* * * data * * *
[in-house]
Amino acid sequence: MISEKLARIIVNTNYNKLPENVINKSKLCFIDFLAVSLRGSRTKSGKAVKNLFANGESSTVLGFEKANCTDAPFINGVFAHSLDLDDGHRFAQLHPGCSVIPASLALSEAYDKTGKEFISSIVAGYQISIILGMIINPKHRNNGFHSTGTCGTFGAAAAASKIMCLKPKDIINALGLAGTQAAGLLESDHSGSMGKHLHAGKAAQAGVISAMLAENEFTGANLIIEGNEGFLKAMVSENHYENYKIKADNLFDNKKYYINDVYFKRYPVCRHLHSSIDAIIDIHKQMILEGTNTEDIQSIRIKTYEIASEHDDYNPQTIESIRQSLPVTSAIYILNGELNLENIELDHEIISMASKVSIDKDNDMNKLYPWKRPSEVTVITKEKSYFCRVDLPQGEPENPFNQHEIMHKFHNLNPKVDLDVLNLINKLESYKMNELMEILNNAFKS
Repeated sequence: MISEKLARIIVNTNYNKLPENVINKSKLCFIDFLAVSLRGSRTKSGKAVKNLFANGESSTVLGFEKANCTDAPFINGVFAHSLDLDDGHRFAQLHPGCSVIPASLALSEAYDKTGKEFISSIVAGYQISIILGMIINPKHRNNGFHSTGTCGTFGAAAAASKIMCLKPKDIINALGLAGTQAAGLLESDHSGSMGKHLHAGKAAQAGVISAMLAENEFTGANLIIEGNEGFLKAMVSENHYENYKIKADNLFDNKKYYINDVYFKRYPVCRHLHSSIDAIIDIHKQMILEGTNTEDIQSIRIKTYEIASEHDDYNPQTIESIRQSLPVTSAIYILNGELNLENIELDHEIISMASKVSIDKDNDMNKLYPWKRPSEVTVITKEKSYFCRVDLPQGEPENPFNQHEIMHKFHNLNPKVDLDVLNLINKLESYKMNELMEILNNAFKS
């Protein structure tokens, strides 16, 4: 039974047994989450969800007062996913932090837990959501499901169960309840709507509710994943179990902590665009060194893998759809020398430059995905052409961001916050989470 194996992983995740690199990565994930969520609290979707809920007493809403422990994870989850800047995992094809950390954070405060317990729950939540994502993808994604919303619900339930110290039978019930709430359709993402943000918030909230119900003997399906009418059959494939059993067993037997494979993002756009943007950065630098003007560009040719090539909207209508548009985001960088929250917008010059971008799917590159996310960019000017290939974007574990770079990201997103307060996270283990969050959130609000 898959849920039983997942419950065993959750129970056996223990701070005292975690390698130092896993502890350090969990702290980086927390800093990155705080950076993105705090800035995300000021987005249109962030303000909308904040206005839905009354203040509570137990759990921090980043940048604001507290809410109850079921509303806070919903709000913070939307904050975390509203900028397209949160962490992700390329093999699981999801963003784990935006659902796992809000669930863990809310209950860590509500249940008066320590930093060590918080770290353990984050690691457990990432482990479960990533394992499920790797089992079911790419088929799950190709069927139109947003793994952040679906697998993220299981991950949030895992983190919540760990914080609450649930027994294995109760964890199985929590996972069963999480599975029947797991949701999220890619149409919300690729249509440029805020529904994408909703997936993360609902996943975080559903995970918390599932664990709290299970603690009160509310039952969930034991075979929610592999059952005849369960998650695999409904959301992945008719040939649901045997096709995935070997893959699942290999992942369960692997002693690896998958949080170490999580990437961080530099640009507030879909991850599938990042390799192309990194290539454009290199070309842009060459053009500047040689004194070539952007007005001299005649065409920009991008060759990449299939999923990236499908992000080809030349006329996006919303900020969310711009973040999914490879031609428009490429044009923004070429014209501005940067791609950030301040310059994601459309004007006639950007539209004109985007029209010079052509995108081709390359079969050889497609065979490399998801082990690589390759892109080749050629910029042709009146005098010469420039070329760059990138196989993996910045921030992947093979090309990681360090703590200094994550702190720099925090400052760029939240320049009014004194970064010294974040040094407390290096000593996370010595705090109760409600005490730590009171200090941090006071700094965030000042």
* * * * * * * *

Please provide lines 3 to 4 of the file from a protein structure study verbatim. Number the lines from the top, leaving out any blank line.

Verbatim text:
Repeated sequence: MISEKLARIIVNTNYNKLPENVINKSKLCFIDFLAVSLRGSRTKSGKAVKNLFANGESSTVLGFEKANCTDAPFINGVFAHSLDLDDGHRFAQLHPGCSVIPASLALSEAYDKTGKEFISSIVAGYQISIILGMIINPKHRNNGFHSTGTCGTFGAAAAASKIMCLKPKDIINALGLAGTQAAGLLESDHSGSMGKHLHAGKAAQAGVISAMLAENEFTGANLIIEGNEGFLKAMVSENHYENYKIKADNLFDNKKYYINDVYFKRYPVCRHLHSSIDAIIDIHKQMILEGTNTEDIQSIRIKTYEIASEHDDYNPQTIESIRQSLPVTSAIYILNGELNLENIELDHEIISMASKVSIDKDNDMNKLYPWKRPSEVTVITKEKSYFCRVDLPQGEPENPFNQHEIMHKFHNLNPKVDLDVLNLINKLESYKMNELMEILNNAFKS
């Protein structure tokens, strides 16, 4: 039974047994989450969800007062996913932090837990959501499901169960309840709507509710994943179990902590665009060194893998759809020398430059995905052409961001916050989470 194996992983995740690199990565994930969520609290979707809920007493809403422990994870989850800047995992094809950390954070405060317990729950939540994502993808994604919303619900339930110290039978019930709430359709993402943000918030909230119900003997399906009418059959494939059993067993037997494979993002756009943007950065630098003007560009040719090539909207209508548009985001960088929250917008010059971008799917590159996310960019000017290939974007574990770079990201997103307060996270283990969050959130609000 898959849920039983997942419950065993959750129970056996223990701070005292975690390698130092896993502890350090969990702290980086927390800093990155705080950076993105705090800035995300000021987005249109962030303000909308904040206005839905009354203040509570137990759990921090980043940048604001507290809410109850079921509303806070919903709000913070939307904050975390509203900028397209949160962490992700390329093999699981999801963003784990935006659902796992809000669930863990809310209950860590509500249940008066320590930093060590918080770290353990984050690691457990990432482990479960990533394992499920790797089992079911790419088929799950190709069927139109947003793994952040679906697998993220299981991950949030895992983190919540760990914080609450649930027994294995109760964890199985929590996972069963999480599975029947797991949701999220890619149409919300690729249509440029805020529904994408909703997936993360609902996943975080559903995970918390599932664990709290299970603690009160509310039952969930034991075979929610592999059952005849369960998650695999409904959301992945008719040939649901045997096709995935070997893959699942290999992942369960692997002693690896998958949080170490999580990437961080530099640009507030879909991850599938990042390799192309990194290539454009290199070309842009060459053009500047040689004194070539952007007005001299005649065409920009991008060759990449299939999923990236499908992000080809030349006329996006919303900020969310711009973040999914490879031609428009490429044009923004070429014209501005940067791609950030301040310059994601459309004007006639950007539209004109985007029209010079052509995108081709390359079969050889497609065979490399998801082990690589390759892109080749050629910029042709009146005098010469420039070329760059990138196989993996910045921030992947093979090309990681360090703590200094994550702190720099925090400052760029939240320049009014004194970064010294974040040094407390290096000593996370010595705090109760409600005490730590009171200090941090006071700094965030000042």